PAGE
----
Junior doctors and DHBs need to agree on less stressful hours

EDITORIAL

Although the decision of the country’s junior doctors to take industrial action later this month will affect thousands of people, there will still be sympathy for them not usually seen in an industrial issue that impacts so clearly on not just the public, but its members who are unwell. It is also another clear sign of increasing strain on funding of the country’s health system.

A total of 3200 junior doctors will go on strike for 48 hours from 7am on October 18. That will mean only emergency cases will be dealt with and operations will be done only where there is risk to the life of the patient.

Junior doctors, who last struck in 2008, have a strong case. There are reports of staff facing shifts of 10 to 15 hours for 12 days in a row, and seven-night shifts in succession.

In a recent survey, 1182 doctors reported a mistake made through tiredness and 275 said they had nodded off at the wheel. Obviously no one should be expected to work to such exhaustion when their decisions can also mean life or death for their patients.

The response of district health boards was to reduce the number of days worked in succession to 10 and successive night shifts from seven to four. That will still be too high in the minds of many but the boards are struggling to stay within their budgets.

The Government is also finding it difficult to meet the country’s increasing health costs. An injection of $2.2 billion in this year’s Budget took health spending up to $16.4 billion. Add to that the millions people spend on private health care.

Labour leader Andrew Little says the health sector has been underfunded for the past six years and this year’s Budget is too light by $1.7 billion.

Our increasingly ageing population and the high cost of modern medical technology will keep ratcheting up the pressure on the health system.

There is no easy or immediate solution to the growing problem but first things first, let’s get the ridiculous hours worked by junior doctors brought down to something more realistic and safe for all.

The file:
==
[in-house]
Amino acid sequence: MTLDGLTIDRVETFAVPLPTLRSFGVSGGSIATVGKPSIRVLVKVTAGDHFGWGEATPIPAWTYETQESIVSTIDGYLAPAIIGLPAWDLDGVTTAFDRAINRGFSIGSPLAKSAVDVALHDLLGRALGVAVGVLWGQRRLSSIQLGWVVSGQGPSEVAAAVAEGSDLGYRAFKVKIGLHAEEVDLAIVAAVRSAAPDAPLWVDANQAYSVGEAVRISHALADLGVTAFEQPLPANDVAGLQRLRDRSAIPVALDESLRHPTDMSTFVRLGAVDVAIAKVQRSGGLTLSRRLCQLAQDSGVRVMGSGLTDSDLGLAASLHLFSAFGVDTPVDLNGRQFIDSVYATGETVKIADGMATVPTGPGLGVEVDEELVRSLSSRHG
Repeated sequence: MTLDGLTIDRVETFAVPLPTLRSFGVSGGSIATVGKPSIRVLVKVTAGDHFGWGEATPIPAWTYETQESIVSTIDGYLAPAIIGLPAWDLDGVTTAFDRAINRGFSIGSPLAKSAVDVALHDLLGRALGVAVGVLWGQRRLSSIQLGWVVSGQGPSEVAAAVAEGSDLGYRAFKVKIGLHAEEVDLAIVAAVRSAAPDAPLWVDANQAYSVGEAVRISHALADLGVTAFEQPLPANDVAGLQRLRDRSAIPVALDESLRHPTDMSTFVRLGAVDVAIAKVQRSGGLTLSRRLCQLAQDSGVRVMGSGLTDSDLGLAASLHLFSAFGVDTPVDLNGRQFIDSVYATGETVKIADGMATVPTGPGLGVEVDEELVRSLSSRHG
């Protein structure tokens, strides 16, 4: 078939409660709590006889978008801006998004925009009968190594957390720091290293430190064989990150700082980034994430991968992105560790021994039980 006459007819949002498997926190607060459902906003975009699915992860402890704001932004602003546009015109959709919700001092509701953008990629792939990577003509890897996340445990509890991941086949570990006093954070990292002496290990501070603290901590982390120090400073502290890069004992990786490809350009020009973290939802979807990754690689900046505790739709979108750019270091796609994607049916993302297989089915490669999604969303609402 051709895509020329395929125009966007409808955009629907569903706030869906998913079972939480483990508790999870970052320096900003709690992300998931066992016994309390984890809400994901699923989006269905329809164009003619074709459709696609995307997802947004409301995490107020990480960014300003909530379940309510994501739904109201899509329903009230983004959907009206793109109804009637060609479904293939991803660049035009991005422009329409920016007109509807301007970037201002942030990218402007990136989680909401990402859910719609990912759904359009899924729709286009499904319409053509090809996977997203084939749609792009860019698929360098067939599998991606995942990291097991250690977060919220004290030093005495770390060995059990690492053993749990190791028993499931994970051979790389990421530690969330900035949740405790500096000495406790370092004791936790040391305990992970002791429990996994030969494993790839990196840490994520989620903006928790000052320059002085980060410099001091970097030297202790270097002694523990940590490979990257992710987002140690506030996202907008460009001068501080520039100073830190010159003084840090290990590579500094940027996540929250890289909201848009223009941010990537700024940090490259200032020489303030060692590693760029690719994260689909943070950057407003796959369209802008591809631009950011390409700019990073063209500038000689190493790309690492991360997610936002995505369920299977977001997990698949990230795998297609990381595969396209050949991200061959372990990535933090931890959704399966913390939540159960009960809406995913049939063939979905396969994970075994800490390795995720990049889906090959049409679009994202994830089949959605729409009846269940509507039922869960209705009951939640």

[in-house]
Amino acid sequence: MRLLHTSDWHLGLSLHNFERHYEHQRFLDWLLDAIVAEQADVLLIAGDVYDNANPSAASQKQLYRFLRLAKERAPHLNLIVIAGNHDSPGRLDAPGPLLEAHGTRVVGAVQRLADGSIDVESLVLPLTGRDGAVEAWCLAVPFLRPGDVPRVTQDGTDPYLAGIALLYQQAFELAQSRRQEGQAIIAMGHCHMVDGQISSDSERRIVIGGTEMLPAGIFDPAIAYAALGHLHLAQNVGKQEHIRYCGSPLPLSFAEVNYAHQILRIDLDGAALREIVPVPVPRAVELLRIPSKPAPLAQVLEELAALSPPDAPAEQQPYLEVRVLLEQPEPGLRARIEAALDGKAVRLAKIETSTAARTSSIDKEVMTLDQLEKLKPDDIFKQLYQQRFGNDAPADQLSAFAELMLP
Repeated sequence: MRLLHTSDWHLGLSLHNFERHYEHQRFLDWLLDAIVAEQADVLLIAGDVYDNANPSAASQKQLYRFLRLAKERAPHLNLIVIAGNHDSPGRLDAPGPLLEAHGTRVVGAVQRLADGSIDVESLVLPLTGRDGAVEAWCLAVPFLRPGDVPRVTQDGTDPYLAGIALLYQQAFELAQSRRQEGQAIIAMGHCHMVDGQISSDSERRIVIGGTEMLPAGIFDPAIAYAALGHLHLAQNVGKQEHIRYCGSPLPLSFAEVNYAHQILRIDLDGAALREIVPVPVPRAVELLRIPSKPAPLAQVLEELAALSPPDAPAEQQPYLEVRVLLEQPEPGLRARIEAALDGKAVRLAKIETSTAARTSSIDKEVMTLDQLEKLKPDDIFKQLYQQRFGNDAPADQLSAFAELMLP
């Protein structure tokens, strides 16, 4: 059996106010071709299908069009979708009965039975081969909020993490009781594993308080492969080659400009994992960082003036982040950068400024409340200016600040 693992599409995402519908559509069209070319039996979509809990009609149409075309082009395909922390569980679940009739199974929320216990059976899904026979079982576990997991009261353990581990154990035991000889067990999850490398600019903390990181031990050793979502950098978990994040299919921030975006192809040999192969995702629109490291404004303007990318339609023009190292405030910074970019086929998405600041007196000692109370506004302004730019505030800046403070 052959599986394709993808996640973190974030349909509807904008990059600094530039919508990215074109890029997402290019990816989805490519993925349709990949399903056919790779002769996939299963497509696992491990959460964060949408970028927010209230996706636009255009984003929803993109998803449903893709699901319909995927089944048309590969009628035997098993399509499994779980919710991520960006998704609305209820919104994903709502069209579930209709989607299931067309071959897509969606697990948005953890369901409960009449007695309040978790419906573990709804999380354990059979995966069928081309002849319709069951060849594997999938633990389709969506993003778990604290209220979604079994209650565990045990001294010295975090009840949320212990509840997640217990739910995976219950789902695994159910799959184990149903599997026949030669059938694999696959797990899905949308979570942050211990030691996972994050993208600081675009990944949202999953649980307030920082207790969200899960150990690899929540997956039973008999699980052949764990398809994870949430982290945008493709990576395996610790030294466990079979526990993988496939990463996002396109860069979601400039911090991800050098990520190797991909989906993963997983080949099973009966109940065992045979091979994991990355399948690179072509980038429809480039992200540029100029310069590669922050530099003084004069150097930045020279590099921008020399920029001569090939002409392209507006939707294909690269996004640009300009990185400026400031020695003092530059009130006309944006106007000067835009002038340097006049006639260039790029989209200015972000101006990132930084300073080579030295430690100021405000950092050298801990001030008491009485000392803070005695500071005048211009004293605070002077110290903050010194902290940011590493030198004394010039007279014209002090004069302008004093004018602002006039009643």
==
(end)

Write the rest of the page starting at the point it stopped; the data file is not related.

Although the decision of the country’s junior doctors to take industrial action later this month will affect thousands of people, there will still be sympathy for them not usually seen in an industrial issue that impacts so clearly on not just the public, but its members who are unwell. It is also another clear sign of increasing strain on funding of the country’s health system.

A total of 3200 junior doctors will go on strike for 48 hours from 7am on October 18. That will mean only emergency cases will be dealt with and operations will be done only where there is risk to the life of the patient.

Junior doctors, who last struck in 2008, have a strong case. There are reports of staff facing shifts of 10 to 15 hours for 12 days in a row, and seven-night shifts in succession.

In a recent survey, 1182 doctors reported a mistake made through tiredness and 275 said they had nodded off at the wheel. Obviously no one should be expected to work to such exhaustion when their decisions can also mean life or death for their patients.

The response of district health boards was to reduce the number of days worked in succession to 10 and successive night shifts from seven to four. That will still be too high in the minds of many but the boards are struggling to stay within their budgets.

The Government is also finding it difficult to meet the country’s increasing health costs. An injection of $2.2 billion in this year’s Budget took health spending up to $16.4 billion. Add to that the millions people spend on private health care.

Labour leader Andrew Little says the health sector has been underfunded for the past six years and this year’s Budget is too light by $1.7 billion.

Our increasingly ageing population and the high cost of modern medical technology will keep ratcheting up the pressure on the health system.

There is no easy or immediate solution to the growing problem but first things first, let’s get the ridiculous hours worked by junior doctors brought down to something more realistic and safe for all.

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